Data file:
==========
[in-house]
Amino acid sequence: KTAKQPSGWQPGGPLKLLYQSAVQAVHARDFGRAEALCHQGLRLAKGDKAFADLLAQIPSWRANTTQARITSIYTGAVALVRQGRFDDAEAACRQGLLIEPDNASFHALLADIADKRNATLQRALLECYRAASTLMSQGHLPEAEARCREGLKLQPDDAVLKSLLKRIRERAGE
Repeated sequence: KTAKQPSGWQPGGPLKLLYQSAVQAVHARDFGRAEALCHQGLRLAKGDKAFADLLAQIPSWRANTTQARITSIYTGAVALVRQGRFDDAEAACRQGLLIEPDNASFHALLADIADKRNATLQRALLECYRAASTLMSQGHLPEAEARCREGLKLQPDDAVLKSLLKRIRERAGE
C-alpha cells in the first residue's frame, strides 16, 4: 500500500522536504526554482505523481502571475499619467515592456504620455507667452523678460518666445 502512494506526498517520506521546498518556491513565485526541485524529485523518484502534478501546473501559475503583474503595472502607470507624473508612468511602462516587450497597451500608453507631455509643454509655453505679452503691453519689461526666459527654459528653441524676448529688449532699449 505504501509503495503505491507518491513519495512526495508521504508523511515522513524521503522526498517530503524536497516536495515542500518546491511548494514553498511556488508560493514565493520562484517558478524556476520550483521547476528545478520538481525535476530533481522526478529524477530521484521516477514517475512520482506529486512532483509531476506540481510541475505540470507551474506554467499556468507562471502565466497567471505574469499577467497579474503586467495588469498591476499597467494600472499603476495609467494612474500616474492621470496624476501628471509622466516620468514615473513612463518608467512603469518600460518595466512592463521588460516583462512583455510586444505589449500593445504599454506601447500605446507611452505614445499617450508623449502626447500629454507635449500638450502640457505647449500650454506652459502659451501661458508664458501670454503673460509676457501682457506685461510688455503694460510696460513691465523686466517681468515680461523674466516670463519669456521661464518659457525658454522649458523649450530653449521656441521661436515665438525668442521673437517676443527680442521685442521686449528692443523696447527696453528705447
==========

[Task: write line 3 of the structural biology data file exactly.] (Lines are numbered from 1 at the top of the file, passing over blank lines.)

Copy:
Repeated sequence: KTAKQPSGWQPGGPLKLLYQSAVQAVHARDFGRAEALCHQGLRLAKGDKAFADLLAQIPSWRANTTQARITSIYTGAVALVRQGRFDDAEAACRQGLLIEPDNASFHALLADIADKRNATLQRALLECYRAASTLMSQGHLPEAEARCREGLKLQPDDAVLKSLLKRIRERAGE